Tuesday, 12 January 2016

021 Workflow of imaginary sketch and shadow explanation

I do lots of sketches from imagination (mostly in pencils) next to doing studies, as they let you apply what you learned. Here is a little step by step workflow of how I do that (description below):

Steps 1-5 are done with an HB pencil, 6 uses a 2B and 7-10 alternates between the two as needed. For final details and dark accents, I also use a 6B pencil sometimes

  1. Establish a horizon and a basic perspective grid
  2. Gesture: Here I either have a concrete image in my mind or I just try out different gesture poses until I find something I can work with or that gives me an idea about a character. In this example I wanted someone jumping and with this pose, I got the idea of somekind of assassin/thief jumping down with a dagger.
  3. Building anatomy: here I correct errors and establish a basic anatomical model with a Loomis head.
  4. Once the anatomy is ok, erase everything slightly, so it is barely visible. Now the fun part begins. I mostly start with the face and try out some basic design ideas. The base clothing is established
  5. Detailing and design step: here I put everything in place designwise. This step uses the visual library in my head that was established through studies (and it is ever growing). Here the clothing is very basic and simple, but anything is possible. In this step your creativity can do whatever it wants, using historical clothing, clothing from movies you have seen, combining them, anything...
  6. Cleanup: the lines are cleaned up and some line weight is incorporated
7. Base value step: here different values for materials are done. I only have 2 values in that example,but it can be more elaborated depending on how detailed and realistic you want the finished drawing. This is not shading, it only shows how light or dark the material is!
8. Basic form shadow is applied
9. Cast shadows are applied
10. Occlusion shadows are applied and some more detailed shading to finish the sketch. A cast shadow below the figure keeps it grounded.

Different forms of shadows:

Shadows are really important in a drawing, in my opinion even more important than the values of the lights. A well placed cast shadow and some occlusion shadows can make a drawing pop and give it a more realistic look.
So what are these different kinds of shadows? Basically there are three different forms of shadow:

1. Form shadow
2. Cast shadow
3. Occlusion shadow

Form Shadow:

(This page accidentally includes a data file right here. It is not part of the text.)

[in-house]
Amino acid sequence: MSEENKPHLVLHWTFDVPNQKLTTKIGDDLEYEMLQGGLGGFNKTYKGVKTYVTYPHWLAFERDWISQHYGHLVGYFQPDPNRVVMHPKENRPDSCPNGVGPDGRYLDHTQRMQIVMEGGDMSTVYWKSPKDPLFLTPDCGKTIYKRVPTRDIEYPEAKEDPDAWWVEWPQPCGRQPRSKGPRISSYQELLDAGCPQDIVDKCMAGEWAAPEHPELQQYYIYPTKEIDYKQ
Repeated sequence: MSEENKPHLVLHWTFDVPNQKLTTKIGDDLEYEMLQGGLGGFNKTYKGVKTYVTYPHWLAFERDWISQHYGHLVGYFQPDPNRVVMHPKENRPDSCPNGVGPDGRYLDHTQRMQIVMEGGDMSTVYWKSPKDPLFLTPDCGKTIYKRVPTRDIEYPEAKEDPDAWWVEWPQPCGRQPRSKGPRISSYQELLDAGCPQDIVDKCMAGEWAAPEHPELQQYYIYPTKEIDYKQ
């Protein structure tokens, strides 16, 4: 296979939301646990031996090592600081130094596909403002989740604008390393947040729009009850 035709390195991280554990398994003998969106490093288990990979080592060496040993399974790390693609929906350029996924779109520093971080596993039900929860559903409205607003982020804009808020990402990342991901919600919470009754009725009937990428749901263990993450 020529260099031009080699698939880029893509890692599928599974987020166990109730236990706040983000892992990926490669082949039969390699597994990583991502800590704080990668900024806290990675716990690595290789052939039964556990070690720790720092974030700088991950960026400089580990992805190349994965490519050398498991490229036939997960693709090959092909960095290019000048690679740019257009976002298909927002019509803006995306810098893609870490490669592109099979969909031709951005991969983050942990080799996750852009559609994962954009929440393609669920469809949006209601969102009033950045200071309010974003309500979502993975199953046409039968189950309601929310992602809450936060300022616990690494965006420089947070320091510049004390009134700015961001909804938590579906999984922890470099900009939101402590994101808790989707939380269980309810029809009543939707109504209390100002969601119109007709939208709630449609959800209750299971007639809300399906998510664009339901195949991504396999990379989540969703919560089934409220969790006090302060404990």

This gives a shape the illusion of a 3-dimensional form. Basically all planes of an object that are hit by light are called form light and everything of the object not hit by light is form shadow.
With only one light source it is usually easy to spot, with more it gets more complex...

In the example below (Nr. 3) the cylinder is lit from straight above, so as the surface curves away, it gets darker until the surface and light are parallel to each other (this is called the terminator, the breaking point between light and dark). Here no more light can bounce of the surface and the form shadow starts.
Form shadow is actually only one value, but as light bounces of other surfaces in the environment, some light is reflected back into the form shadow. this is called bounce light and can be seen on the bottom side of the cylinder. The value of bounce light never gets lighter than the darkest value of the form light!

Cast Shadow:

Any object hit by light casts a shadow onto other objects (or even itself). These shadows mostly have a sharp edge and they follow the form of the object they are cast upon. (below in Nr. 4 you can see the shadow cast by the cylinder above following the form of the cylinder below)
To draw them can be tricky. It is possible to construct them ( Scott Robertson How to render is great in explaning that), but mostly I eyeball them in, using my understanding of forms and volumes. The edges of cast shadows get softer the further away from the casting object they get.

Occlusion shadows:

These shadows are the hardest to get and they are often overlooked. But implementing them into your drawings can make them really stand out! Basically, occlusion shadows occur when two surfaces get closer to each other as they block out the ambient light. This is why corners in a room seem to be a bit darker than the walls.
Below in Nr. 1 and Nr. 2 you can see this concept.
These shadows are also called contact shadows. A good example of why would be a person standing on the ground. Where the shoes meet the floor, you always have a darker edge.
Occlusion shadows are always soft! Draw them with a gradient in mind, starting lighter in value and darkening them down  (like in Nr. 2)
They also not only occur in touching surfaces angled like in the examples below, but also on surfaces next to each other that do not touch  (like two legs on a standing figure for example)
If you´re unsure whether or not occlusion occurs, imagine rays coming out of a point on a surface going in all directions. If these rays somewhere hit another surface, occlusion occurs. The closer the other surface is, the darker the shadows are (so there might technically even be occlusion that is not visible at all, because it is so subtle....)

Hope this is useful!